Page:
The castle was never completed but it consisted of a small motte, a rectangular earthwork, a gatehouse a curtain wall and moat. It was constructed out of stone and wood.

During the Anarchy, Geoffrey de Mandeville, Earl of Essex, was dispossessed of his lands and rose up in revolt against King Stephen. The earl based himself at nearby Ely from where he attacked Burwell Castle in 1144. It was during this attack that the earl was hit by a crossbow bolt. The attack was unsuccessful and following the battle, the earl retired to Mildenhall where he later died from his injury.

Following Geoffrey de Mandeville’s death, the castle at Burwell was never finished, though it has been suggested that the site remained occupied until the 15th Century and was then abandoned. Substantial earthworks can be seen to the present day.

The castle is on land owned by Burwell Parish Council and is free to visit.

Burwell Castle, Earthworks
Burwell Castle, Earthworks
Platform and Moat, Burwell Castle
Platform and Moat, Burwell Castle
Platform and Moat, Burwell Castle
Platform and Moat, Burwell Castle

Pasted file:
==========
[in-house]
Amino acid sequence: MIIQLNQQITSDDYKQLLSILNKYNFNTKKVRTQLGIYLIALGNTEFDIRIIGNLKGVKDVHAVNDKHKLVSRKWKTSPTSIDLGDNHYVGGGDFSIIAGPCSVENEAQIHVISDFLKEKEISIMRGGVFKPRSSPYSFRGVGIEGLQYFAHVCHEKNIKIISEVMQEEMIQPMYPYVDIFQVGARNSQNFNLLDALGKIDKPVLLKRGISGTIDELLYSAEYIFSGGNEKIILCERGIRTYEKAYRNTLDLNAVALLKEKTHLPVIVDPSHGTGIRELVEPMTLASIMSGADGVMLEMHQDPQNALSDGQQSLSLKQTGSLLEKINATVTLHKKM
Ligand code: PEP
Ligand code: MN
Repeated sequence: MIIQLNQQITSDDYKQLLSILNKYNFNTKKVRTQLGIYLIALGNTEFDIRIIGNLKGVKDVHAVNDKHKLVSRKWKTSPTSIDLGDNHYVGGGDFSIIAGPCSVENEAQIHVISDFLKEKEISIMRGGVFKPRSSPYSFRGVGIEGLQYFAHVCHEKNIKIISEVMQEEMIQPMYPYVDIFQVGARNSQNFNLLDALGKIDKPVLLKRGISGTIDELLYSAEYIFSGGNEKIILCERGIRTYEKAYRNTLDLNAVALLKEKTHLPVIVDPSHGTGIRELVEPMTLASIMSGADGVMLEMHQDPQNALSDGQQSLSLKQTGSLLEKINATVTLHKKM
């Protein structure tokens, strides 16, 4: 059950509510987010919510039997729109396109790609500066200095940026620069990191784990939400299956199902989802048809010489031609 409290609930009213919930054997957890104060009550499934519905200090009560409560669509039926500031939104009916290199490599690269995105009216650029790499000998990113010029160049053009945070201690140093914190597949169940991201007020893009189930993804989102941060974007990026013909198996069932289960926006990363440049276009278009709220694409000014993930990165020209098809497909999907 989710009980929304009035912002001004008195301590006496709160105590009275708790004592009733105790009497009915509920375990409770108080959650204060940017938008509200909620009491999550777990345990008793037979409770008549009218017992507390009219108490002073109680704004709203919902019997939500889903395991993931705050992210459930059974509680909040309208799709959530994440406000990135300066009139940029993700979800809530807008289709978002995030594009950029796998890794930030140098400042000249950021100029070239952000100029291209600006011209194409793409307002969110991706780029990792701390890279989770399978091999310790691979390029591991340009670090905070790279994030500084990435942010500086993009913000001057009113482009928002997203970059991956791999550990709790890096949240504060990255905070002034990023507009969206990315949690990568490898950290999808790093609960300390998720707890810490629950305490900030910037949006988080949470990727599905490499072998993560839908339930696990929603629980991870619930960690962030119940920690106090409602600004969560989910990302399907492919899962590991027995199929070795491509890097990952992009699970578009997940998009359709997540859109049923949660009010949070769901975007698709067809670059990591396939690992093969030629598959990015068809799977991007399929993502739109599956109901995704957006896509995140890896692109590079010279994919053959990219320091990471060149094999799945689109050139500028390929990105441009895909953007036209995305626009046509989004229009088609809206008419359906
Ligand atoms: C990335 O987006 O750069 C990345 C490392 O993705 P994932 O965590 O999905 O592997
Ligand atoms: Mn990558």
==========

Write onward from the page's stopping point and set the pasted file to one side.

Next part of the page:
Bungay Castle, Suffolk….

Bungay Castle in Suffolk is located just off the main high street in Bungay. The Norman castle dates from about 1165 and is the second to be built on the site, having replaced an earlier fortification built around 1100. The castle was owned by the Bigod family who were granted lands in East Anglia at Bungay and Framlingham as a reward for their support by William the Conqueror.

The castle was built on a site that took advantage of a curve in the River Waveney for protection. Although the castle is not the largest in relative terms, it was constructed with walls that were at least 5-7m thick and which probably stood 33m in height.

During the 12th Century, the Bigod family were involved in several rebellions against the crown, including the Anarchy, with their properties at Bungay and Framlingham being confiscated on several occasions and then being returned to them. The castle at Bungay stayed in the ownership of the Bigod family until 1297, when upon Roger Bigod’s death it reverted to the crown.

After this, the state of the castle at Bungay deteriorated, in 1483 the castle passed into the ownership of the Howard family, Dukes of Norfolk. It remained in their ownership until 1987 when the Duke of Norfolk gave the castle to the people of Bungay. The castle is now owned by the Bungay Castle Trust. Admission is free but donations are welcome.

There is a café and visitor centre on site and will be able to see ruins of the gatehouse, curtain wall and parts of the keep.

Gatehouse, Bungay Castle
Gatehouse, Bungay Castle
Curtain Wall, Bungay Castle
Curtain Wall, Bungay Castle